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August 12, 2013

Cigarette smoking may increase the risk of hearing loss

Smokers have a higher risk of developing a hearing loss than non-smokers with a similar noise exposure.

Cigarette smoking may increase the risk of hearing loss

Intense exposure to a high noise level, combined with cigarette smoking, augments the risk of developing a hearing loss, according to a Chinese study from Peking University.

More specifically, the study concluded that smoking has a negative effect on people exposed to excessive noise levels for 10 years or more.

517 workers were monitored

The study assessed 517 male Chinese workers who were exposed to a high level of industrial noise on a daily basis. 60% of the workforces were smokers, while 40% were non-smokers.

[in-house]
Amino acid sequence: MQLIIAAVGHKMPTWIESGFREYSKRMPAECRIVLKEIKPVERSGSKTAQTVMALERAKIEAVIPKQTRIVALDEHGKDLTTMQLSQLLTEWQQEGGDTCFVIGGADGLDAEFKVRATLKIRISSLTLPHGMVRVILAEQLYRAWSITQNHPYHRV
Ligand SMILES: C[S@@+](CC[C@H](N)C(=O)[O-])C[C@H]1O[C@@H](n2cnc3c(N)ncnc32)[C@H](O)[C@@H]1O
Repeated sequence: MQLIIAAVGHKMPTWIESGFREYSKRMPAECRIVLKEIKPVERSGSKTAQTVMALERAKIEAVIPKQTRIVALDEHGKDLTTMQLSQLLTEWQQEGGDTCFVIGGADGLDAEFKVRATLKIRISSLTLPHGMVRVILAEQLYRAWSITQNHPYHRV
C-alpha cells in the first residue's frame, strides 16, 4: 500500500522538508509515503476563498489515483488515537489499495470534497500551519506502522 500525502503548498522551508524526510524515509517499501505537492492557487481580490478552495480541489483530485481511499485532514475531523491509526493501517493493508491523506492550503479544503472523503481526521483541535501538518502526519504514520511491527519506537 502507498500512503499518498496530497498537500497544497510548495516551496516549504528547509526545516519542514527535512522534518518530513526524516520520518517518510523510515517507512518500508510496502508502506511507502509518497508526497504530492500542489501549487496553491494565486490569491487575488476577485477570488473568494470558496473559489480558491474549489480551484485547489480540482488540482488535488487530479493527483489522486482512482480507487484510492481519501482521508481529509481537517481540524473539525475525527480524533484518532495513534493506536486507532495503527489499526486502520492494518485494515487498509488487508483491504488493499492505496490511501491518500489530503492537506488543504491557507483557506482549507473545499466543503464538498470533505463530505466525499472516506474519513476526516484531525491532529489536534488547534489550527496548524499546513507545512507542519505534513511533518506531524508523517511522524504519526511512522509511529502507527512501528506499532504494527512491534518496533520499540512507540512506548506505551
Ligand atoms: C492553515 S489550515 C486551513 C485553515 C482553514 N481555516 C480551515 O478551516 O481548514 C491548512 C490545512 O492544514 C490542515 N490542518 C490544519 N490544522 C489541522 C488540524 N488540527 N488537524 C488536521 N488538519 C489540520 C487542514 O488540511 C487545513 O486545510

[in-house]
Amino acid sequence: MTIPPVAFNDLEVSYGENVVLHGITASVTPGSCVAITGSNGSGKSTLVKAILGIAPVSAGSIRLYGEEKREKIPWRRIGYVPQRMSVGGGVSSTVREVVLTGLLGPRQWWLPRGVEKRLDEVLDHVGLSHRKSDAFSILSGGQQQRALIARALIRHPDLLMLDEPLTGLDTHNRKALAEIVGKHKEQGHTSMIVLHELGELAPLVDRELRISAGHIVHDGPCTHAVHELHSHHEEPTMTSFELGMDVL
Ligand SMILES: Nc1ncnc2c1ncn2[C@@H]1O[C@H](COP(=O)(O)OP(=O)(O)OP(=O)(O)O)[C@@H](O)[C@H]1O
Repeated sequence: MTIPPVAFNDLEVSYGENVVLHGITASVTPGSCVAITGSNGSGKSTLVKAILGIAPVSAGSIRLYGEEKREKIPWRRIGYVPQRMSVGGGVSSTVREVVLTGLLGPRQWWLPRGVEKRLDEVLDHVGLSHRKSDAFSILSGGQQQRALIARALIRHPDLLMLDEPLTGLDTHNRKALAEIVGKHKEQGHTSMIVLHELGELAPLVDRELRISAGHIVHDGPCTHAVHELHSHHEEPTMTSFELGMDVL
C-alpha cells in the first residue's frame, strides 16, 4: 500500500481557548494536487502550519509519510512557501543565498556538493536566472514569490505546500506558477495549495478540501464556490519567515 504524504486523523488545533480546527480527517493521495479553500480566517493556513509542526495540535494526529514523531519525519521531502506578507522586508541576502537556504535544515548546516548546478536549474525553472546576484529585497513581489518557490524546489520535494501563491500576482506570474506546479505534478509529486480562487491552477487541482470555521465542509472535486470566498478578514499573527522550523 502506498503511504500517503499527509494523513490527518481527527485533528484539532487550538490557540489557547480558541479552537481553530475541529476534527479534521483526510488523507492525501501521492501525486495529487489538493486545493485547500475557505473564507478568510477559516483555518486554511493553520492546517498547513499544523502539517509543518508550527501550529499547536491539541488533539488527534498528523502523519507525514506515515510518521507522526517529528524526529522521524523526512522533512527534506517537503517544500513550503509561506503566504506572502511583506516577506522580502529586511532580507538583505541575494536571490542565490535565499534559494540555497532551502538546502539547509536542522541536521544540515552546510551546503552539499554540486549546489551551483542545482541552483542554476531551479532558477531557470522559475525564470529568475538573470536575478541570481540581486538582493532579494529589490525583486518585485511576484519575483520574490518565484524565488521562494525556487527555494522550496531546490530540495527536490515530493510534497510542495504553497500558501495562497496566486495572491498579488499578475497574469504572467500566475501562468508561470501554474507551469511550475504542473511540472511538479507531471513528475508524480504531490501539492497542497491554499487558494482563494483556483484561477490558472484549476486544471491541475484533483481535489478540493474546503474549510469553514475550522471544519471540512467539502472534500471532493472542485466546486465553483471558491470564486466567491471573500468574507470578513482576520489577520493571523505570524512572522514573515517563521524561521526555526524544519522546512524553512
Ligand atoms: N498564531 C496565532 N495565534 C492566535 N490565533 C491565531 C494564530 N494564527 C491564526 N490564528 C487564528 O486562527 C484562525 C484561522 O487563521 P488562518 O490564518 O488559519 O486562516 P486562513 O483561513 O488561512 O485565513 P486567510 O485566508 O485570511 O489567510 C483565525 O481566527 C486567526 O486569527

All of the examined workers had been exposed to high levels of industrial noise ranging from 80-118 decibels (dB) during at least a year. This noise level is well above the daily exposure to noise of less than 85 dB that many countries recommend.

Smoking workers should be protected

The results of the report present yet another argument to consider stopping smoking. But it also suggests that employees who smoke could be moved from high to low noise level environments.

If there is a link between cigarette smoking and high-level noise exposure, this action could thus help reduce the risk of developing a noise-induced hearing loss.

However, before a final conclusion can be made about the effect of smoking on hearing loss, a study of a greater number of workers is needed with well-documented noise exposure and smoking histories.

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